Friday, November 27, 2009

Law Street - Economic Times (November 2009)

Dear Readers,

The provisions in the tax code seem to have disregarded the ground realities involved in running a non-profit organisation. Zenobia Aunty is very upset about it, but somewhat soothed as the Finance Minister has agreed to look into these provisions. Click here to read more.

As always, the column is also cut and pasted below

Booting charity?

• Capital expenditure, to qualify as a deduction, has to be from gross receipts
• Even partial business operations will subject entire income to higher tax
• Cash system of accounting could lead to a huge tax whammy

The government is on an austerity drive, not only is it frowned upon if a Minister travels by business class but the government had walked that “extra mile” and suggested that “India Inc refrain from doling out vulgar salaries to its top management.”

This is not the first time that such a reference has been made. True, when this columnist flies to her home-town Mumbai and the plane is about to land, she can see a sea of blue – this isn’t the Arabian sea, nor the cute blue-roofed settlements which one views in Jodhpur but blue plastic sheets housing the poor. These settlements are found amidst the splendor of the luxury residential towers, which seem to have sprung up everywhere. Yes, the divide between the rich and the poor continues unabated and if at all it is only increasing.

So what can the government do? It can help those who help others and try to bridge this gap. Unfortunately, the Tax Code tells us a different story. Yes, Zenobia Aunty is hopping mad! But her social worker friend soothes her by saying that Finance Minister Pranab Mukherjee, the good man that he is, has promised to take a re-look at these proposed provisions.

Before we take a look at the proposed provisions which had Zenobia Aunty tearing her hair, let us examine how the Tax Code proposes to tax non-profit organizations (NPOs).

The surplus generated from permitted welfare activities will be determined based on the cash system of accounting. In other words, the gross receipts as reduced by the outgoings will determine the taxable surplus. Of course, each term such as gross receipts, outgoings have all been defined. In addition, the amount of capital gains – computed in accordance with the provisions under the head ‘ Capital Gains’, arising on transfer of a financial investment asset held by an NPO will also be taxable.

The aggregate of both the taxable surplus income and capital gains will be taxed at 15 per cent. However, if one thought that at least NPOs will not be subject to the rigors of MAT based on gross assets, if MAT is applicable, they are wrong.

Does tax of NPOs sound simple and logical? The legal drafters of these provisions really need to volunteer at an NPO to understand the realities. More often than not, NPOs have to buy land or incur other capital expenditure upfront. Let us take an NGO involved in building and running vocational training centers for the differently-abled. It finds a suitable plot of land in the outskirts of Mumbai, takes a huge bank loan and begins to construct a training centre.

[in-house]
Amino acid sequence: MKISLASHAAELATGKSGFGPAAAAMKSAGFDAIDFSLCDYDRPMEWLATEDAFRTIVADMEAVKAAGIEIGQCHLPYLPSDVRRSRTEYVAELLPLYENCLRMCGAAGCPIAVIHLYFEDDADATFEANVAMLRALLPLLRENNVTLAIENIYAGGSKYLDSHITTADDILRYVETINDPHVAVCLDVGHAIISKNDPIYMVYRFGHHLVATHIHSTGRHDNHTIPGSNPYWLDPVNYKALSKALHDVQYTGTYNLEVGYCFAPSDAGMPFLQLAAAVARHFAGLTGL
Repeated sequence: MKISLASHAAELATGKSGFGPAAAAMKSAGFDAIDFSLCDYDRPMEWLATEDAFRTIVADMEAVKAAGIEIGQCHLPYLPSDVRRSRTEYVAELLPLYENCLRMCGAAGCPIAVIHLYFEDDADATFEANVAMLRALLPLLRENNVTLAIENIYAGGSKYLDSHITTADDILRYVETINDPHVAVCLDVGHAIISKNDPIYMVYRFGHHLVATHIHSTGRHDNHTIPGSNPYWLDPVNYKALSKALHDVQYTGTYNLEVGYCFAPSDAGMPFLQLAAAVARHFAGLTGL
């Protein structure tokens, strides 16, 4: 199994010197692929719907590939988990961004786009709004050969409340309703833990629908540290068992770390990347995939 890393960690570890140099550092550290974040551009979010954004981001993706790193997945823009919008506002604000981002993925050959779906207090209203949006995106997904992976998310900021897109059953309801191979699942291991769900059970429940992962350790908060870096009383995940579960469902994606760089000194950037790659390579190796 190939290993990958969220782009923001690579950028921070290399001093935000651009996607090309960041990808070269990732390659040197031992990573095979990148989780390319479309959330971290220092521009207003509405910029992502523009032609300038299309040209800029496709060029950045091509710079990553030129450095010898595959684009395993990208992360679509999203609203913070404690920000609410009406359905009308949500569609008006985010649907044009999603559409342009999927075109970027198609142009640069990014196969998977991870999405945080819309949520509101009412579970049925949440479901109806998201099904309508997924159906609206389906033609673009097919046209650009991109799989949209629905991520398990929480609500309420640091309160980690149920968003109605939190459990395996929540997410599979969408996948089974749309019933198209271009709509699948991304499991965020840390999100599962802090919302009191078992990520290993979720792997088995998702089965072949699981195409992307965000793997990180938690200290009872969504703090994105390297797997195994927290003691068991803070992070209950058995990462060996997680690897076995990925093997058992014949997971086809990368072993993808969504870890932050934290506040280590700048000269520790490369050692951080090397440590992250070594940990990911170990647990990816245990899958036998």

As a tax expert, whom Zenobia Aunty spoke to states: “The Tax Code effectively mandates that capital expenditure for the purpose of carrying on the permitted welfare activity should be incurred only out of gross receipts within that financial year.” Now, land required for charitable purposes cannot be acquired in fragmented pieces, based on the gross receipts during the year. Nor can construction be withheld merely because the gross receipts during that year are not adequate. Bank loans are taken, against land mortgage and these loans are repaid out of the gross receipts (largely donations received) in subsequent financial years.

Or take for instance, another example. A huge donation is received in March, towards the close of the financial year. The entire amount cannot be used by the NPO for its operations, even though it would be fully used in the next financial year. Now the entire amount, which would end up being a surplus, just because it could not be used as it was received at the ‘wrong time’ will end up being subject to tax.

Over a strong cup of coffee, which Zenobia Aunty needed to keep herself from fainting, the tax expert shared more horror stories which are embedded in the Tax Code. Gross receipts for a NPO include any rent received in respect of land/buildings owned by it. Fair enough. However, no deduction fro gross rent as prescribed in section 26 (such as 20% of the gross rent towards repairs and maintenance) which is available to other tax payers is available to an NPO. Now, isn’t this sheer discrimination?

What happens if an NPO partly carries on a business operation which is not incidental to the permitted welfare activities? In this case, the entire income of the NPO and not just that portion of the income derived from business operations is subject to the corporate tax rate of 30%. Why could the Tax Code not have distinguished between two different areas of operation, remains to Zenobia Aunty, a huge mystery? In fact, in most cases, even the profits of the business are ploughed back for welfare activities.

There are some likely procedural hassles also that may arise. It appears that once the Tax Code becomes effective a re-registration with the tax authorities may be required. We all know the hassles associate with several registration processes. Clearly, the provisions of the tax code covering both the tax implications and the procedural norms require a close relook and redrafting keeping in view the realities of how an NPO operates on a day to day basis.

Photograph of the statute taken at Lalbagh Garden, Bangalore.

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